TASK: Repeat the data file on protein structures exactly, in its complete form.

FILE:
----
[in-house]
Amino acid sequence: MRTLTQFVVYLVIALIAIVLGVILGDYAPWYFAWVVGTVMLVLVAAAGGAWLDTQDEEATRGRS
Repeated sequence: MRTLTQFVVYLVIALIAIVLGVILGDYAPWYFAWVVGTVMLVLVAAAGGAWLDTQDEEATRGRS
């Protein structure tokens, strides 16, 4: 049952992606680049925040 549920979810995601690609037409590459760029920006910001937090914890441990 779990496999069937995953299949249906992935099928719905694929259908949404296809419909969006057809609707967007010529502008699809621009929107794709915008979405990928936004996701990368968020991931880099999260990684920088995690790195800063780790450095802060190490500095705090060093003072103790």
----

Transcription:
[in-house]
Amino acid sequence: MRTLTQFVVYLVIALIAIVLGVILGDYAPWYFAWVVGTVMLVLVAAAGGAWLDTQDEEATRGRS
Repeated sequence: MRTLTQFVVYLVIALIAIVLGVILGDYAPWYFAWVVGTVMLVLVAAAGGAWLDTQDEEATRGRS
């Protein structure tokens, strides 16, 4: 049952992606680049925040 549920979810995601690609037409590459760029920006910001937090914890441990 779990496999069937995953299949249906992935099928719905694929259908949404296809419909969006057809609707967007010529502008699809621009929107794709915008979405990928936004996701990368968020991931880099999260990684920088995690790195800063780790450095802060190490500095705090060093003072103790």